Via Jonah Goldberg, AEI’s Mark Perry reaches deep into his bag of greatest hits and hauls out the chart on the right:
As the chart below shows (data here), the top 1 percent of taxpayers paid 40.42 percent of all income taxes collected in 2007 ($451 billion), the highest share in modern history for that group….One could even argue that the Bush tax cuts of 2001 and 2003 were actually huge “tax cuts for the poor and middle class” because they helped to increase the number of “non-payers” by more than 14 million Americans between 2000 and 2007. Secondly, the tax burden on “the rich” — the top 1 percent of taxpayers — reached a record high in 2007 of more than 40 percent, and was higher after the Bush tax cuts than before.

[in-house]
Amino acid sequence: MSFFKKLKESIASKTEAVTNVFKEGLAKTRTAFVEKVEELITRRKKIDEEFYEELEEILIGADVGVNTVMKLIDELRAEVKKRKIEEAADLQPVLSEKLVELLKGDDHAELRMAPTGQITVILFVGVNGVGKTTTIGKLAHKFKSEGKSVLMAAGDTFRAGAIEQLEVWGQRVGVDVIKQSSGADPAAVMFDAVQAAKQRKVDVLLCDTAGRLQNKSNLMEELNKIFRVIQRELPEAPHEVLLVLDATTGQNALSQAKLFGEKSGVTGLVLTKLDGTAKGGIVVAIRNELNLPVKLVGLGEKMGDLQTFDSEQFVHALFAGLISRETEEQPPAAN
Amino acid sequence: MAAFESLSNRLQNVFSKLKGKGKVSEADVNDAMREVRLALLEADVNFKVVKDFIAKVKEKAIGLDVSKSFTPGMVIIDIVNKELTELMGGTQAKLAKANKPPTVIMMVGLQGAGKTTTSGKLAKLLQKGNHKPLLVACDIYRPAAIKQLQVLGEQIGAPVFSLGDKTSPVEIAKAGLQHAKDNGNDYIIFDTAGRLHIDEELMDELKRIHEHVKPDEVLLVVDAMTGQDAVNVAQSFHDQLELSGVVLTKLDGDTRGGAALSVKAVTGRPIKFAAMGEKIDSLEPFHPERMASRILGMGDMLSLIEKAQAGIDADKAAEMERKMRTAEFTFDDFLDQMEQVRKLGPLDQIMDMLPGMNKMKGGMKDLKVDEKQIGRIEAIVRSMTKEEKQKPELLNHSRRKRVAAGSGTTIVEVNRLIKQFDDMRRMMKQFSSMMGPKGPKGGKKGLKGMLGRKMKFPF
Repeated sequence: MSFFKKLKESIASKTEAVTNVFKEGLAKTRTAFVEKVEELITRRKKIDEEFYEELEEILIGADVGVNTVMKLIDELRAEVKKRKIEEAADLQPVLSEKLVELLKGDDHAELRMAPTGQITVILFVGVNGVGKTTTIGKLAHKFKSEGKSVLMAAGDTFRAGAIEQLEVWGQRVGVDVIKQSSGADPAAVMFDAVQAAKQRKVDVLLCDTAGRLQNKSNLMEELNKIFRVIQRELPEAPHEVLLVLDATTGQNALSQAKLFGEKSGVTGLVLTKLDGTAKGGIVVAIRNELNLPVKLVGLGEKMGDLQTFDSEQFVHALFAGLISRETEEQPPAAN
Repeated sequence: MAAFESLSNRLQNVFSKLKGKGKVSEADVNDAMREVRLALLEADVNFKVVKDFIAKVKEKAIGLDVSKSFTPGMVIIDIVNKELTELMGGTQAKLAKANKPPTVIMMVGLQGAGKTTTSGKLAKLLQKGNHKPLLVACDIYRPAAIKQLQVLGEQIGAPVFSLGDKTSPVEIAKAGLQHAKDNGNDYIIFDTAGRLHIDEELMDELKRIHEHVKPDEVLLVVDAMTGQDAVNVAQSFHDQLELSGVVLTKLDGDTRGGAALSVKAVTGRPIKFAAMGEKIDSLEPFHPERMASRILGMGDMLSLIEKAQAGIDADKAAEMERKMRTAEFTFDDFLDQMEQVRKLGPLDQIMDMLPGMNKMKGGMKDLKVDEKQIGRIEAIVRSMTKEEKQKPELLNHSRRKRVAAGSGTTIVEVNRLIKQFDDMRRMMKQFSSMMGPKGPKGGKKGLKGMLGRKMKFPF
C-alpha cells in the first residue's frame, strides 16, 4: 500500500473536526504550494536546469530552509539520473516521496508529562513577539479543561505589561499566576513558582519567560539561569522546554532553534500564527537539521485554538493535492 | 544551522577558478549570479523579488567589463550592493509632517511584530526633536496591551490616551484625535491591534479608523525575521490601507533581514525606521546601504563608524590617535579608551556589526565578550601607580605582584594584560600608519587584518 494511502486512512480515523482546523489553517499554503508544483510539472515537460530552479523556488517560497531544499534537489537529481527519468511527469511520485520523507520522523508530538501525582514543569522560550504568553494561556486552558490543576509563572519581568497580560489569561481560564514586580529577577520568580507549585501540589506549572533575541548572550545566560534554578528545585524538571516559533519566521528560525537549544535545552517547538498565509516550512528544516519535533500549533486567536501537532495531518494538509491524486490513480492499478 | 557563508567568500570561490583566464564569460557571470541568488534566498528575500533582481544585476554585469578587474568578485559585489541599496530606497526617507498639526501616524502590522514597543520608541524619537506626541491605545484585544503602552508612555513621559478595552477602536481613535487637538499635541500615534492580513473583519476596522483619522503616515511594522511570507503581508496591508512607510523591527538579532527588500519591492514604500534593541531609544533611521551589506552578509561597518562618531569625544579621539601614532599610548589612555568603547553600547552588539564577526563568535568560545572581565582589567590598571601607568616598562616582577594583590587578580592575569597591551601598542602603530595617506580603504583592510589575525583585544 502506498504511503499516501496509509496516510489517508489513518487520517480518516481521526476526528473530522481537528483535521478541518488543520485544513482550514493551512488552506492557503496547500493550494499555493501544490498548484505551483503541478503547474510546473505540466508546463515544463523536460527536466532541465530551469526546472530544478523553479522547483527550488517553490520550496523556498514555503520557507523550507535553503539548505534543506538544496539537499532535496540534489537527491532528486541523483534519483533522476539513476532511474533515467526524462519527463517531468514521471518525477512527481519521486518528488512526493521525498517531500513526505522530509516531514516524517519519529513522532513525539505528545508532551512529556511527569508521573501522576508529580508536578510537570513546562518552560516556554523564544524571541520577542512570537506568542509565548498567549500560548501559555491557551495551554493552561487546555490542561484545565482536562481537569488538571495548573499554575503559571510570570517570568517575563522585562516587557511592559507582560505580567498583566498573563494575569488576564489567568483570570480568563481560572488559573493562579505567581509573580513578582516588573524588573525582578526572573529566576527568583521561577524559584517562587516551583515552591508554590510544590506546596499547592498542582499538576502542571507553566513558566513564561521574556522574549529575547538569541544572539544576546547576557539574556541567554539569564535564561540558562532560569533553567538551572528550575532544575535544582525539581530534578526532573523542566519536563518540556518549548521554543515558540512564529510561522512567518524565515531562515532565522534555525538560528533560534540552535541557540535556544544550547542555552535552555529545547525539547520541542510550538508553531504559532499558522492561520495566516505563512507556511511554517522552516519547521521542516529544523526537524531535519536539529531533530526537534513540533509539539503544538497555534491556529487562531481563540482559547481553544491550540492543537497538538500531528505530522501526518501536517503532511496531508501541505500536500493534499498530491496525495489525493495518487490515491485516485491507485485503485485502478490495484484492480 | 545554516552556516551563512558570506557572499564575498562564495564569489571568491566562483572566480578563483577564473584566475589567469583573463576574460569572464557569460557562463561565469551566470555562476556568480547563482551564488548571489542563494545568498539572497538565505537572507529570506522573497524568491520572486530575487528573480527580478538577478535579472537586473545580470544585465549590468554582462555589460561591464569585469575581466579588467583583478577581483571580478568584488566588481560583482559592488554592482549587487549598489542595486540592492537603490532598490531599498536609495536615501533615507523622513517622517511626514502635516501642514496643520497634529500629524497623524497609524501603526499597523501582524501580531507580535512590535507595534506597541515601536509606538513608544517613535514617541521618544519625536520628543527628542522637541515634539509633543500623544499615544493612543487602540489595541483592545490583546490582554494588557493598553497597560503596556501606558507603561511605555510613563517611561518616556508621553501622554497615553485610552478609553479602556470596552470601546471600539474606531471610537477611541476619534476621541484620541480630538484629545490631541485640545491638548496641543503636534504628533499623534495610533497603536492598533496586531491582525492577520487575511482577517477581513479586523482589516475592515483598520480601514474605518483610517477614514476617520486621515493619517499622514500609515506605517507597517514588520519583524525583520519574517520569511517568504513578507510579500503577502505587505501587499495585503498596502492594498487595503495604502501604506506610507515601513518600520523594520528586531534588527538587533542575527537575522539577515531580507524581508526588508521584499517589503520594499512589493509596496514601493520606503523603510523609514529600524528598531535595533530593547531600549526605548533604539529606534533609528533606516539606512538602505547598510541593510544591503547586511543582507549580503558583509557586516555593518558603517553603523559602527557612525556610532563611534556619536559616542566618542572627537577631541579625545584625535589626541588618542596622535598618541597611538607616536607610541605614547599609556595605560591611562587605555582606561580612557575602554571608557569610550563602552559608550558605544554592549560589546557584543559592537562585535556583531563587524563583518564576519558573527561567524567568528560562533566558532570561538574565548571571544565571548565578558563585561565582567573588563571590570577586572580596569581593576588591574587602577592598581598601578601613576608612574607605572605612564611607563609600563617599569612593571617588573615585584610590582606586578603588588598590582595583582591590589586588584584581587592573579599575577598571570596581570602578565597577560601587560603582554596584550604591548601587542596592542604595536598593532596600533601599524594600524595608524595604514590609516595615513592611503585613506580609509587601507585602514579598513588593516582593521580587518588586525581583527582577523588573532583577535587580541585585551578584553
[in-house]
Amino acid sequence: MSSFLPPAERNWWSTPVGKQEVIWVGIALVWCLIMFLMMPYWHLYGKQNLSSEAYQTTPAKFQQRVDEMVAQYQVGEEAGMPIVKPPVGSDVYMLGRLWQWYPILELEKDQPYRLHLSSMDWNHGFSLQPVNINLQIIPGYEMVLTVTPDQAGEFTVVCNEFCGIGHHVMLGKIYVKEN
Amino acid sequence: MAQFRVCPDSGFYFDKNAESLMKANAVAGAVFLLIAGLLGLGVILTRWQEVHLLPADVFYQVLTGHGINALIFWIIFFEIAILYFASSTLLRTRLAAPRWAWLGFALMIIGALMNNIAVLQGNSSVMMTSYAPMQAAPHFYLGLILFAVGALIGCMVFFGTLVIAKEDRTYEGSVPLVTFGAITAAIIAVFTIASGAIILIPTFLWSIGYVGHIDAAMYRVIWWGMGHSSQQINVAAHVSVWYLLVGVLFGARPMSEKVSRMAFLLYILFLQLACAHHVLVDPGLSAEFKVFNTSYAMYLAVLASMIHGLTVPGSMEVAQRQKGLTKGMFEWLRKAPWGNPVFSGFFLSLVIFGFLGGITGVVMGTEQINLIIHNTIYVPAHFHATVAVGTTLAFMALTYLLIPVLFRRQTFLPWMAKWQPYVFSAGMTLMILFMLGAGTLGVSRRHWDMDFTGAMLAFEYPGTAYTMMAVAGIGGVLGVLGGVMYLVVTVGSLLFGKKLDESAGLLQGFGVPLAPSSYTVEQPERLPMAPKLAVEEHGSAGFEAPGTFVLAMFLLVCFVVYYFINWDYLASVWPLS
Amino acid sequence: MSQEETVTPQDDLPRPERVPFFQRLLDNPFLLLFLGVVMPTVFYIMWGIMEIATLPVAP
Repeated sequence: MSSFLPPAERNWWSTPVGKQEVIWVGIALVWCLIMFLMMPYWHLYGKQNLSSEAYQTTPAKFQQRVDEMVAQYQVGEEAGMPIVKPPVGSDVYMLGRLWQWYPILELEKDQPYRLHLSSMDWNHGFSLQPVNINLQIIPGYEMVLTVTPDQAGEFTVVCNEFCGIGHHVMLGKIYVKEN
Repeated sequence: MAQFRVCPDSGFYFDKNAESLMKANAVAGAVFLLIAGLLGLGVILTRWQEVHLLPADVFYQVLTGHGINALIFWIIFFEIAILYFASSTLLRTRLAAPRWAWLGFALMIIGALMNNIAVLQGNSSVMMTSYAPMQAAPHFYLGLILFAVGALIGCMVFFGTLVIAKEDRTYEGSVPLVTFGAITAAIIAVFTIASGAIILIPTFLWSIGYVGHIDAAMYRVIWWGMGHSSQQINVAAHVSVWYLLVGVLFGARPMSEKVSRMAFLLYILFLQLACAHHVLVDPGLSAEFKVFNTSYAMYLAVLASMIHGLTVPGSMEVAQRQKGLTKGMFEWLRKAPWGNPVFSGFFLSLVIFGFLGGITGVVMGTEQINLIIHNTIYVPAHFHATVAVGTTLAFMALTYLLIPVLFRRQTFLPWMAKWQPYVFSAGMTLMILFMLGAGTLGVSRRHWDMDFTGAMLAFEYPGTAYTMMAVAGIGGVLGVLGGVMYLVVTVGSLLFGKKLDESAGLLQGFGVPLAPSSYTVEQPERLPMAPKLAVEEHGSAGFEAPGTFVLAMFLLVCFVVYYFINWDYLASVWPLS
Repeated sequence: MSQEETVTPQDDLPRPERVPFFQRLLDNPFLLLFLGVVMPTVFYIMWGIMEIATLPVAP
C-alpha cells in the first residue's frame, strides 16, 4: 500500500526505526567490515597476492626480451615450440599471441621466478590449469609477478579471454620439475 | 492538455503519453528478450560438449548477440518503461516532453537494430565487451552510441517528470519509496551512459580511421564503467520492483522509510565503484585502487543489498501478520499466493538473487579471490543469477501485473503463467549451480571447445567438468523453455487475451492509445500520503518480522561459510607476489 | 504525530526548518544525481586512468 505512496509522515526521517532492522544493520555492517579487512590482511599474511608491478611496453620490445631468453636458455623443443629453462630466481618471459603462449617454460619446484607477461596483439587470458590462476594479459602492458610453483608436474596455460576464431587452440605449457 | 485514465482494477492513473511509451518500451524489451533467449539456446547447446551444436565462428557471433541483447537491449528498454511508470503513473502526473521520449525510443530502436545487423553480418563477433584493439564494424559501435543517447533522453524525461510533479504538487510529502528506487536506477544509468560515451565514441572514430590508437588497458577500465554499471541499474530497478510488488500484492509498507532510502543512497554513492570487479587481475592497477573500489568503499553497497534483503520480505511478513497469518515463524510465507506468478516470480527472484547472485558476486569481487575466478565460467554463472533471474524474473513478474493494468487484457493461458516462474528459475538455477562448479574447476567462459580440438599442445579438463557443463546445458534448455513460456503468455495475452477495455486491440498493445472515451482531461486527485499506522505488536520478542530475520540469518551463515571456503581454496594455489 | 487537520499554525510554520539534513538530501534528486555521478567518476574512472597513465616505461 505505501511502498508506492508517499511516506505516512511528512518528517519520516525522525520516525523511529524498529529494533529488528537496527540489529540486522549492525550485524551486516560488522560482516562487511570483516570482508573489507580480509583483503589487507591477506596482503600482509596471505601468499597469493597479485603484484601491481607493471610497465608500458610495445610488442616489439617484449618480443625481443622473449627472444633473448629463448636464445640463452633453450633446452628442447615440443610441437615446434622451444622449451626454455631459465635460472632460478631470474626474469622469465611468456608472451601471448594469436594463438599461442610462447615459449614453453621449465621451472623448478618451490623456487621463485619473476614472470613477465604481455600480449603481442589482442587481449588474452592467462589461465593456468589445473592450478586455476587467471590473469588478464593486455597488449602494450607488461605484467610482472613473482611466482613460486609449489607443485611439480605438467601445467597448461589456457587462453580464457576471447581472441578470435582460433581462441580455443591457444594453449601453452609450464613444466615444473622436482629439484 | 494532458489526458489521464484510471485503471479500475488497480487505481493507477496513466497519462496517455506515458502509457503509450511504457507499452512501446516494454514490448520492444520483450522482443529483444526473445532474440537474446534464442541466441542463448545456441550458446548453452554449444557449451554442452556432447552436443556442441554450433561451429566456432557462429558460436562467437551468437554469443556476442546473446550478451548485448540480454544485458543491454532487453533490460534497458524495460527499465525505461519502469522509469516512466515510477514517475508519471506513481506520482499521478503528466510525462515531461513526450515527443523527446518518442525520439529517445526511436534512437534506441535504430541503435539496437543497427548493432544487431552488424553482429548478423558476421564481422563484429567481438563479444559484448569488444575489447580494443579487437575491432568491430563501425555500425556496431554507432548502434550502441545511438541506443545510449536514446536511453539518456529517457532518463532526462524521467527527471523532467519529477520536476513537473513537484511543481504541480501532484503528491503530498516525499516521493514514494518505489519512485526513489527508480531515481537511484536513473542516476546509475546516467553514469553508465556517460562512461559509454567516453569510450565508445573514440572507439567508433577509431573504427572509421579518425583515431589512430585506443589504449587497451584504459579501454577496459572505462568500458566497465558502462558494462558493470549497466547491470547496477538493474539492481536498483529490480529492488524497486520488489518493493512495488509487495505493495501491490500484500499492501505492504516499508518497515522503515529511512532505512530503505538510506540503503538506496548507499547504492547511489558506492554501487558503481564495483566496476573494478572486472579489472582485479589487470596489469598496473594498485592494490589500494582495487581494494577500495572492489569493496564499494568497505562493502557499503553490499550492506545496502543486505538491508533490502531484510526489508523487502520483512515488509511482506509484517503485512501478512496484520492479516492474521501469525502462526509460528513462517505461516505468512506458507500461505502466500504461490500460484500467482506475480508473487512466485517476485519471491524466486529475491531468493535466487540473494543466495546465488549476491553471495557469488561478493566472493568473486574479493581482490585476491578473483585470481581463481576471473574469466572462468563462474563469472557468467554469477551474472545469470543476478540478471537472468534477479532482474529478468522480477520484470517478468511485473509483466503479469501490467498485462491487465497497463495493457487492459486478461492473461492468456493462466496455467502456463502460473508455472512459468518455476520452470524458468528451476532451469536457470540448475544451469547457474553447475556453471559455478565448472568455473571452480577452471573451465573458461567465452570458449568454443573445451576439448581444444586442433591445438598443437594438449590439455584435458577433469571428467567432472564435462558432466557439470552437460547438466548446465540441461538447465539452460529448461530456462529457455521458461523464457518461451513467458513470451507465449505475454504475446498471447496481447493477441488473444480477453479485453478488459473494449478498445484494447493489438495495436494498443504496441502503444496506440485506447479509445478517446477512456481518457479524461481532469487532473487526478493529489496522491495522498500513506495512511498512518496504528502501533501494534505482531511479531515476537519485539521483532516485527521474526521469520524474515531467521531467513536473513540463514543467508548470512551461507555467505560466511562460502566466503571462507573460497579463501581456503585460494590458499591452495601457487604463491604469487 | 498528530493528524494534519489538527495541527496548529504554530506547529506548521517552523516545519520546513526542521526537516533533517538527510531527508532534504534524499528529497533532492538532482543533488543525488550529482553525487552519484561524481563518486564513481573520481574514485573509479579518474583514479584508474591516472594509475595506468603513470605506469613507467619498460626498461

It’s true that the share of income tax paid by the rich went up between 1980 and today. But that’s because the share of income earned by the rich went up during that period. In fact, it more than doubled. And since income taxes are a percentage of income, you’d pretty much expect that if your share of income more than doubled, then your share of income tax would also more than double.
But for the top 1% it didn’t. It just doubled. In other words, it went up a little bit more slowly than their actual increase in income. Why? Because tax rates on the rich have decreased steadily under Republican presidents since 1980.
Griping about taxes is every American’s birthright. But if your share of the income pie increases by 135% over thirty years while everyone else stagnates, you’re a pretty lucky ducky. Surely the least you can do is not complain that your share of the tax bill went up by only 100%?